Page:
The state has also resisted accountability for reducing reliance on institutions. In response to DRNC’s proposal for reducing involuntary institutionalization of those who want to live in the community, Defendants argued: “Overly aggressive goals and too-rapid change carries risks of a backlash, including alienating stakeholders, owners of Adult Care Homes (“ACHs”) and Intermediate Care Facilities (“ICFs”), and others.”

The state was concerned because “owners of ACHs and private ICFs may fear that de-institutionalization initiatives may result in lost revenues, and they may push back strongly.” DHHS should not consider facility owners to be the most important “stakeholders” in the I/DD system and should not be concerned with lost revenue at the expense of the ability of citizens with I/DD to live in the community. The state should be concerned, instead, about “backlash” from the disability community – the people they are supposed to serve.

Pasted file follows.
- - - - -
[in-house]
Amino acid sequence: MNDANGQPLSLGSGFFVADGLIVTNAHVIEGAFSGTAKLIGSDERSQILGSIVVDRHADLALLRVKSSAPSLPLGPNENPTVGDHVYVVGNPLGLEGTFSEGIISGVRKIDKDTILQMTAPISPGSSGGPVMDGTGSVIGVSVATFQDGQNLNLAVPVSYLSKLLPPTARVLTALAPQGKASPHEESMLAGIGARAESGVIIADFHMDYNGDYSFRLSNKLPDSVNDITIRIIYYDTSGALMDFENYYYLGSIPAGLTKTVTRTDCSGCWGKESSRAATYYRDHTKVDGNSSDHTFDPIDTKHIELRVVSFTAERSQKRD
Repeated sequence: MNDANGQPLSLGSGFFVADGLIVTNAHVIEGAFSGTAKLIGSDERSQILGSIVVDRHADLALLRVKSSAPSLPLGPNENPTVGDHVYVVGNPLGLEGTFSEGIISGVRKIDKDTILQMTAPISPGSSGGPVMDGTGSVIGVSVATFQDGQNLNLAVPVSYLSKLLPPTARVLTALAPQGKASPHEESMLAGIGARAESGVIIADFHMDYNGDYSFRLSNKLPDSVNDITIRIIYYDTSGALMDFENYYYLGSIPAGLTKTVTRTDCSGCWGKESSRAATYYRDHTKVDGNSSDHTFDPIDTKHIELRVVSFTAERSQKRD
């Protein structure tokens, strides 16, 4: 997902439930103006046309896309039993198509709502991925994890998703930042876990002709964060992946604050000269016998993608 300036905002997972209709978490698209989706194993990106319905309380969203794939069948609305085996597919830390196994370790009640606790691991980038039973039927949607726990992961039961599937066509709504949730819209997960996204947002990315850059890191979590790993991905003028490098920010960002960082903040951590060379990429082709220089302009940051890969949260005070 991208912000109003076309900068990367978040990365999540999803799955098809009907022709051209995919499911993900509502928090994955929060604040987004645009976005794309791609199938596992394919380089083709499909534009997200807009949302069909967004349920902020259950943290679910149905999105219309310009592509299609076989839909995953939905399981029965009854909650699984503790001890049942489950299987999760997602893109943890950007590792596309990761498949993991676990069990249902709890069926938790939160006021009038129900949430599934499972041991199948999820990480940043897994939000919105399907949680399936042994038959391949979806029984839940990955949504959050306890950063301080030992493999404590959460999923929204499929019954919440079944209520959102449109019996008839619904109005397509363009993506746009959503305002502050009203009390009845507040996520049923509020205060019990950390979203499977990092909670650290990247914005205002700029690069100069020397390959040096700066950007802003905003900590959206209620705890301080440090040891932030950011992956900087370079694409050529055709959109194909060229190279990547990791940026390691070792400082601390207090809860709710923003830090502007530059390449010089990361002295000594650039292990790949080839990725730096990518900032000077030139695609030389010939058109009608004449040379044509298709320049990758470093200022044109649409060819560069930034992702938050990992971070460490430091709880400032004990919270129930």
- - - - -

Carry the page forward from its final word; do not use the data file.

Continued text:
While an appeal by the state would contradict its promises to the disability community, an attempt to appeal is possible based on the litigation positions taken by the state. An appeal would be a signal to the disability community that the state is not fully committed to its expressed goals. If the state attempts to appeal, we will call on the disability community to condemn the hypocrisy and the delay that an appeal could entail. People with I/DD have already heard enough promises and have been waiting too long.

Ruling Samantha R., et al. v North Carolina and the NC Department of Health and Human Services
Read Samantha’s Story
Samantha R. Town Hall Recording